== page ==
Brand Loyalty Is Literally For Monkeys

We all think we're the one person who doesn't fall for ads with celebrities and sexy models. But here's an especially humiliating demonstration of just how dumb brand loyalty can be: Scientists trained monkeys to love the Adidas logo by putting it next to a horny monkey.

Photo by Lyza/Diliff

The scientists wanted to know if brand loyalty is purely culturally based, or built into our primate brains. So they showed rhesus monkeys some brand logos — like Pizza Hut and Adidas — next to pictures of high-status, low-status, or sexually presenting monkeys, or next to pictures of random noise.

The monkeys could click any logo to get a piece of candy. They were basically making ads for the brands.

Image by M. Yavuz Acikalin, Karli K. Watson, Gavan J. Fitzsimons, and Michael L. Plat

And the ads worked. Even after the researchers took out the attractive pictures, the monkeys kept picking the Adidas logo just because they'd seen it next to a sexy monkey arse, and the Acura logo because they'd seen it next to a high-status monkey. They'd never been rewarded for choosing certain logos; every click always delivered the same candy.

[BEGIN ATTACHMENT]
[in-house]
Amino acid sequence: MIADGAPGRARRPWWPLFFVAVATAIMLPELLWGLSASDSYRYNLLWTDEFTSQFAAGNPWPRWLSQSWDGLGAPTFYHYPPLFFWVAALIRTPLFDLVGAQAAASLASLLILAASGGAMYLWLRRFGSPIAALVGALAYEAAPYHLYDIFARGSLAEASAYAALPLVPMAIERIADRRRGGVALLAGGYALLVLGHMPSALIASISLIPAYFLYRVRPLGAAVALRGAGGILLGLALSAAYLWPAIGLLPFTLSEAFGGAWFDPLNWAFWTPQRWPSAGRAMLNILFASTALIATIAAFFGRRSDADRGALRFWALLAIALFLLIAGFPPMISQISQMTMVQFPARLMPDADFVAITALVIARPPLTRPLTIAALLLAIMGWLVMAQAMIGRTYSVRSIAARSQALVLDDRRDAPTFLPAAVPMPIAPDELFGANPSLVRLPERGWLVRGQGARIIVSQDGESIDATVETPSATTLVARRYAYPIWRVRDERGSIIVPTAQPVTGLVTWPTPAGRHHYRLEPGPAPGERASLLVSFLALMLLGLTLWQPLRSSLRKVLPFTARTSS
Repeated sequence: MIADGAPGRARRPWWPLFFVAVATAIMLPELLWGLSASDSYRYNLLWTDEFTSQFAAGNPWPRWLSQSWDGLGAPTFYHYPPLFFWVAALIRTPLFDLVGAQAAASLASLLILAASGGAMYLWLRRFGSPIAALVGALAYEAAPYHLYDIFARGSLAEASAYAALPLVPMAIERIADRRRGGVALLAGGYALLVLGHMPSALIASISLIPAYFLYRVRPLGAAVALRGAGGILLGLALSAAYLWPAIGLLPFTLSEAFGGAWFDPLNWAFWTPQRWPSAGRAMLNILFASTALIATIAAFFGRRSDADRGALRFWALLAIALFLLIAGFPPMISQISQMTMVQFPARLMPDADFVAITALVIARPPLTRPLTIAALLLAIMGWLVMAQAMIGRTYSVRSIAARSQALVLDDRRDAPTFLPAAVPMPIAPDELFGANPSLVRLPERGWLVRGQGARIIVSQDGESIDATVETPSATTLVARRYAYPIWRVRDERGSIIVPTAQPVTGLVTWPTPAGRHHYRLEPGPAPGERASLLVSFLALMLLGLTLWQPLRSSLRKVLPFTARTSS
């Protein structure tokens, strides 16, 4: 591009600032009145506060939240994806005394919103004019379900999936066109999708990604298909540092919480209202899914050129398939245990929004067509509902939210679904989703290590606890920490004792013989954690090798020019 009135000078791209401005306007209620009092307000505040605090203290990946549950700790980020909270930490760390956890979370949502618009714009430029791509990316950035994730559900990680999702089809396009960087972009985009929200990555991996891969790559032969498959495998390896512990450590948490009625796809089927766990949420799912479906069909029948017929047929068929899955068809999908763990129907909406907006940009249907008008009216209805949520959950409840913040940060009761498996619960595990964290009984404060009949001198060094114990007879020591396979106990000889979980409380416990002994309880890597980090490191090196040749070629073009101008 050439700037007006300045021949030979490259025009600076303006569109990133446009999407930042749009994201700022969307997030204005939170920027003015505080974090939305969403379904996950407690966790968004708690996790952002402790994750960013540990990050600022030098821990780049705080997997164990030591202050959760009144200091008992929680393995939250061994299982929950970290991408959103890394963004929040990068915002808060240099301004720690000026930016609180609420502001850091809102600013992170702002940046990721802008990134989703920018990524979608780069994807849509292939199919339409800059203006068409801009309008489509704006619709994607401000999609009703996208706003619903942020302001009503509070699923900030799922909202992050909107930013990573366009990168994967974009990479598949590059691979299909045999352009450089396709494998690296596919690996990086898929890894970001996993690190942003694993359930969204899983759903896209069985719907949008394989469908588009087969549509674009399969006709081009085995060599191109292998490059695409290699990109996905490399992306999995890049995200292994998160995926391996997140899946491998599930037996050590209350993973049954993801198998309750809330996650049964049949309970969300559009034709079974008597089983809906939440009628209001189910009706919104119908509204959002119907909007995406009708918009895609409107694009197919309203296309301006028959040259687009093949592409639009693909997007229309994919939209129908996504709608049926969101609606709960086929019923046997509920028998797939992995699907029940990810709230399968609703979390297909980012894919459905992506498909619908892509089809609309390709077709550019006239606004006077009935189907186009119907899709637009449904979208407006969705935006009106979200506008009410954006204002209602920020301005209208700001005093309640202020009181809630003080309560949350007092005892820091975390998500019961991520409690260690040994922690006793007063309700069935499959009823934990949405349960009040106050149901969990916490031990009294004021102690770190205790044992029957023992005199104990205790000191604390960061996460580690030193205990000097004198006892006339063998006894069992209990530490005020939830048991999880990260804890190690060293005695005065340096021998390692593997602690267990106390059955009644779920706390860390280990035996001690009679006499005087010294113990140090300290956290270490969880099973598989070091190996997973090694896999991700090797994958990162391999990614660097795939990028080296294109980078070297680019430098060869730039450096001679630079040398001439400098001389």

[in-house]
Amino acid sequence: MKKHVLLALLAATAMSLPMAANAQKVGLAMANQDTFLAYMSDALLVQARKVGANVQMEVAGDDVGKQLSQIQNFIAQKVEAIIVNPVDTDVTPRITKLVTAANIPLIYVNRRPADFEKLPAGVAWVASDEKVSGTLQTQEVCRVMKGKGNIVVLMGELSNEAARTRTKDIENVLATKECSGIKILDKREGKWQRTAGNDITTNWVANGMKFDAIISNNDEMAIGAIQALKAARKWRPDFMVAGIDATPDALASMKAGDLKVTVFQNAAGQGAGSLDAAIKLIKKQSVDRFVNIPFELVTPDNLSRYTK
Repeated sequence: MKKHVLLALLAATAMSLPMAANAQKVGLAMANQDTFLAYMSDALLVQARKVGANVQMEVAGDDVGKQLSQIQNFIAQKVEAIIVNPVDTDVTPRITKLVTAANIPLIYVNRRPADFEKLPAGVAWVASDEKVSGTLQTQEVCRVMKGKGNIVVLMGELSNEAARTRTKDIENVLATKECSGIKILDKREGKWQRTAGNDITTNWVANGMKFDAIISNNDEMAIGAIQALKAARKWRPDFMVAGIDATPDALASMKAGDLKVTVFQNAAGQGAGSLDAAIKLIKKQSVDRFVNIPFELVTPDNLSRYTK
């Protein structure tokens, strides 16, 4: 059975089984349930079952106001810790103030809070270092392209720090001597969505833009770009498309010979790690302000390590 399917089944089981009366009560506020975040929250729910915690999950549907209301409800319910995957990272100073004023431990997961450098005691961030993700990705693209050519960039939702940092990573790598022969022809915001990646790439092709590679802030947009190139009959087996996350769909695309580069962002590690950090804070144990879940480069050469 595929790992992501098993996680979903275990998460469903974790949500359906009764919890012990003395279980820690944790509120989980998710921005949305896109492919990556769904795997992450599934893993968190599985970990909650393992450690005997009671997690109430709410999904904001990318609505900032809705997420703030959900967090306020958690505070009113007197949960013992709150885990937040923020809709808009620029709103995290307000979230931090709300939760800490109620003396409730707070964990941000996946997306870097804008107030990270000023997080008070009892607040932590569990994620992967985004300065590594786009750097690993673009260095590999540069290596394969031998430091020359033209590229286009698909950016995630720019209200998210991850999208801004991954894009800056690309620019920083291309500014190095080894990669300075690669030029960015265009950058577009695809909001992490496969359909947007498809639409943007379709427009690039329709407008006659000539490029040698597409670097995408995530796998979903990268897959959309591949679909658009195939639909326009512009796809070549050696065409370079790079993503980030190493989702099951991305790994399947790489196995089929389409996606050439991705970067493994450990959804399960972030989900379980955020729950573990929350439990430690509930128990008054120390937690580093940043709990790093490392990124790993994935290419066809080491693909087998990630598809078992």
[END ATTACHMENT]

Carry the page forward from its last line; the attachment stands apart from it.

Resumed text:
The scientists built brand loyalty by pure association. Which is exactly what real commercials do.

So commercials work; that's not news. But it's interesting that they work at such a basic, primal level. The next time you're tempted to spring for the "good brand," ask yourself if you have evidence that the brand is better, or if you're just being a horny monkey.

Rhesus macaques form preferences for brand logos through sex and social status based advertising [PLOS ONE via Max Read]


Comments

    ... sexy monkey arse...

    Now there’s 3 words I’ve never seen together before!

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